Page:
In autumn 1993, Stefan Hell removed a book on quantum optics from a shelf in his living room in Turku, Finland. He was hot on the trail of a question that had been driving him for years – how to smash through the diffraction barrier identified by German physicist Ernst Abbe more than 100 years previously.
Hell set about exploring ways that focused not on light and optics but on the molecules themselves being studied. Browsing the book, he struck upon the words “stimulated emission”, and was stunned to read that molecules excited to fluoresce could be ‘turned off’ temporarily. It provided him with the lead he was looking for. Using chemistry to circumnavigate the laws of physics, he went on to develop stimulated emission depletion (STED) microscopy at the Max Planck Institute for Biophysical Chemistry in Göttingen, a technique that enables researchers to zoom in on the nano-world and watch life as it unfolds. Within a week of being awarded his Nobel Prize in Chemistry in October 2014, Hell visited EMBL Heidelberg, where he was a postdoc in the early 1990s.
When did you realise your idea would be possible?
I wondered whether there was still something profound that could be done with light microscopy, which seemed to me like 19th Century physics, and I saw that the diffraction barrier was the only important problem that was left. It was not feasible to break the barrier by changing the way light is focussed, so I started thinking about quantum optical effects or – more promisingly – the idea of playing with molecules and changing their molecular states. One approach I considered involved re-exciting fluorescent molecules from an excited state, to see if this could lead anywhere. Then, a book chapter on stimulated emission caught my attention. I immediately thought: why excite the molecules? Why not de-excite them and keep them in the dark? If I could find a way of turning off all but a nano-sized area of light emitted by a source, then it would be possible to get rid of the light that creates blurriness and thus enhance the resolution. This was the moment when it dawned on me that I had finally found a concrete thread to pursue this idea. What happened next was the most exciting time of my professional career – I sat there with the incredible feeling that I might know something that no one else in the world knows.
When I was at EMBL in the early 1990s, it was the unrecognised cradle of a revolution in light and electron microscopy
What were the biggest challenges you faced?
A strong impression had developed amongst the scientific community that Abbe’s barrier could not be broken – doing something against it was seen as kind of crazy, or unrealistic. Indeed, since its discovery, ideas had been repeatedly proposed to overcome it, but none had really succeeded and it was natural that there would be scepticism towards STED and related ideas. But I was convinced it would work as I could not find a basic flaw in my concept – basic problems will probably remain, but technical ones can be overcome. Still, there were many hurdles: support and funding was often in short supply – first the idea had to be proven in principle, then in practice – and even then, many doubted its broad applicability. But because I knew the idea was fundamentally correct, I held onto it and did not allow myself to be misled when people said it could not work.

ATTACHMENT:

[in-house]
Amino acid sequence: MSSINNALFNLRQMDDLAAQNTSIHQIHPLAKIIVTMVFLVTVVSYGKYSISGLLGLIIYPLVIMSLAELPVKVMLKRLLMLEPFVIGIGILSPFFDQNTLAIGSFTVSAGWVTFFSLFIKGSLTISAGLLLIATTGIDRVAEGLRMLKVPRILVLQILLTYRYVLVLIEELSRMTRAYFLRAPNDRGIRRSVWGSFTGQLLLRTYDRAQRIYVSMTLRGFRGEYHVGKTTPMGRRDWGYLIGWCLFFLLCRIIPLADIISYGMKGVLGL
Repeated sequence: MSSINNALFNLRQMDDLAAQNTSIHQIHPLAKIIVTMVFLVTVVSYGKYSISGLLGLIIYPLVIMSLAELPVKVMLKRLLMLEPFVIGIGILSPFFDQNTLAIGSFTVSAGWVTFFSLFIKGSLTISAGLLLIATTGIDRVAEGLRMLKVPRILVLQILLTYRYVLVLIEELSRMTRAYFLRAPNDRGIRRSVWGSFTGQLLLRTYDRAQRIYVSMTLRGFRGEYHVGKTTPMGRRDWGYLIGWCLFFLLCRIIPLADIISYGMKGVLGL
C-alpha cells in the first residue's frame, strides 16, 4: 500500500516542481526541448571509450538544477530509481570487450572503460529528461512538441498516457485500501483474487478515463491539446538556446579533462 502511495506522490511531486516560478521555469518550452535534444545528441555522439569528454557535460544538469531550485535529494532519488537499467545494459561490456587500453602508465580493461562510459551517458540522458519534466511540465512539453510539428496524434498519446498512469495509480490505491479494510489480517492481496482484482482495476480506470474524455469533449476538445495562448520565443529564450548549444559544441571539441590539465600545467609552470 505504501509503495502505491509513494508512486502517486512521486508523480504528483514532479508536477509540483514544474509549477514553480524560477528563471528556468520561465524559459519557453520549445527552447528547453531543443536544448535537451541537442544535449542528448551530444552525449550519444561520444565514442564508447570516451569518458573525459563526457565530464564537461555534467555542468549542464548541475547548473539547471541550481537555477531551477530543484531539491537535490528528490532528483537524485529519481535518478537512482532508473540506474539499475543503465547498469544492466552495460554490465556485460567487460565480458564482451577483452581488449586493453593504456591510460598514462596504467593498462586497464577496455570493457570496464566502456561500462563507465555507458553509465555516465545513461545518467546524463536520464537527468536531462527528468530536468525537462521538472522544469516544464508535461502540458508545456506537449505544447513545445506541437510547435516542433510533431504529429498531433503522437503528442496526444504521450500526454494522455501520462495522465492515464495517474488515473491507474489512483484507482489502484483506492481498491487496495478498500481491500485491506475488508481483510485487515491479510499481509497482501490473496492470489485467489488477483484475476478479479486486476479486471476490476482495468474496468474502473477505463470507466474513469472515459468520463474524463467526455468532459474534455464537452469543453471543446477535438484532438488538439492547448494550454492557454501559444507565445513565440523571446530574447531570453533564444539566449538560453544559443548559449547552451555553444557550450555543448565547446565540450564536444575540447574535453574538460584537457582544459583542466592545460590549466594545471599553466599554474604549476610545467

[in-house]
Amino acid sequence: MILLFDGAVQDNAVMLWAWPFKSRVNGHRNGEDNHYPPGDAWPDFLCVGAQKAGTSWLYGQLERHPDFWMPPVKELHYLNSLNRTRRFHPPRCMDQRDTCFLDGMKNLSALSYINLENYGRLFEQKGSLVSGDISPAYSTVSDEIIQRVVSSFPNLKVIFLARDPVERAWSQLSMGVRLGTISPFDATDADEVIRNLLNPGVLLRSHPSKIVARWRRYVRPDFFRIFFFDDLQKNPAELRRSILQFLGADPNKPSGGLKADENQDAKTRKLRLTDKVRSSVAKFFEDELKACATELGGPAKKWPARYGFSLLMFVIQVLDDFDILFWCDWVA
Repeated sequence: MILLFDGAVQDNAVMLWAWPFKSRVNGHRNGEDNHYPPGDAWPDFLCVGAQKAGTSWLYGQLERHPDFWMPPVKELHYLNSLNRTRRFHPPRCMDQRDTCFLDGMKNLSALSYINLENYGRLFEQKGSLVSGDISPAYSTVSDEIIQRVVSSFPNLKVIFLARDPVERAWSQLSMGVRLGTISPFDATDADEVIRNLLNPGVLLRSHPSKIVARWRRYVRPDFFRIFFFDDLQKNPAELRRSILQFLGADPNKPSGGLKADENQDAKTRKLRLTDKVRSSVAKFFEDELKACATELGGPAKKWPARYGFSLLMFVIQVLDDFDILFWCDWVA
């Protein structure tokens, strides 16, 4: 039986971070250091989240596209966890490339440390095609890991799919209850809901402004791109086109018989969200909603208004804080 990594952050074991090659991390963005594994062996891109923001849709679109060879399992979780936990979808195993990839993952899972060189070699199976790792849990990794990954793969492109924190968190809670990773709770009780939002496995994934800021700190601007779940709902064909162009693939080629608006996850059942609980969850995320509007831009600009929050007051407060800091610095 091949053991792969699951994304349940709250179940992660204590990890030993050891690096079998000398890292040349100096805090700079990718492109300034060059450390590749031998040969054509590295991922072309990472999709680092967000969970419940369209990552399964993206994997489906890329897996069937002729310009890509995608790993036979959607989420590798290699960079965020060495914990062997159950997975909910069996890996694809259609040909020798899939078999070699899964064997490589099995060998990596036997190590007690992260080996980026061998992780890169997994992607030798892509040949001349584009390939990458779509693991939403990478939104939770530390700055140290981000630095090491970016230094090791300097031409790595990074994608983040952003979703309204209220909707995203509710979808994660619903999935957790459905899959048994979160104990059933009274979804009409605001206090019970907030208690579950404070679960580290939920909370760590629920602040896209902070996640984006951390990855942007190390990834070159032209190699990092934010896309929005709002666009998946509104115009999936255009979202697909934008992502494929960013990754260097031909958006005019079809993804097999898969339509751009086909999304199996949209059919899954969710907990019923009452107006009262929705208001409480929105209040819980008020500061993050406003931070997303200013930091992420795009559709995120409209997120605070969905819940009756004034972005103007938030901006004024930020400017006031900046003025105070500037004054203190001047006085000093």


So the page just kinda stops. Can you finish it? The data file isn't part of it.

What advice do you have for young researchers?
Employ a healthy disregard for scientific paradigms. Institutions should support young researchers in pursuing unusual research topics and to take risks – the most exciting science happens when questions are asked in the context not of careers but of discovery. The work that earned me the Nobel Prize was about overwriting one paradigm, but there are undoubtedly many others out there waiting for someone to think about them in a different way.
What are your memories of your time at EMBL?
When I was there in the early 1990s, EMBL was the unrecognised cradle of a revolution in light and electron microscopy. The Laboratory is open-minded, international, and quality-driven and places significant trust in young researchers. In many respects I began my scientific career here – at first I felt a bit alien as a physicist in a biology institute – but I very much enjoyed collaborations with biologists, chemists, medical scientists, and researchers from other disciplines. In the end, interdisciplinarity held the key to cracking the barrier. I would have loved to stay if it had been possible.
The work that earned me the Nobel Prize was about overwriting one paradigm, but there are undoubtedly many others out there waiting for someone to think about them in a different way.
The ability to see and image at the nanoscale is critical to further advances in nanoscience. Work today is opening up possibilities in a vast number of areas, including improved diagnostic tools, studying the impact of medicines directly within the cell, and deeper insights into the nature of disease. My own work is now largely focused on neurobiology. We are interested in how cells interact with each other in tissues, especially in the brain, and how memory works at a molecular level. I was fascinated by the idea of delving into an old question of physics that everyone thought had been answered once and for all – it was a matter of principle – and we have seen just the tip of the iceberg in terms of what we can learn. It is very exciting to think about where this may lead in the coming years.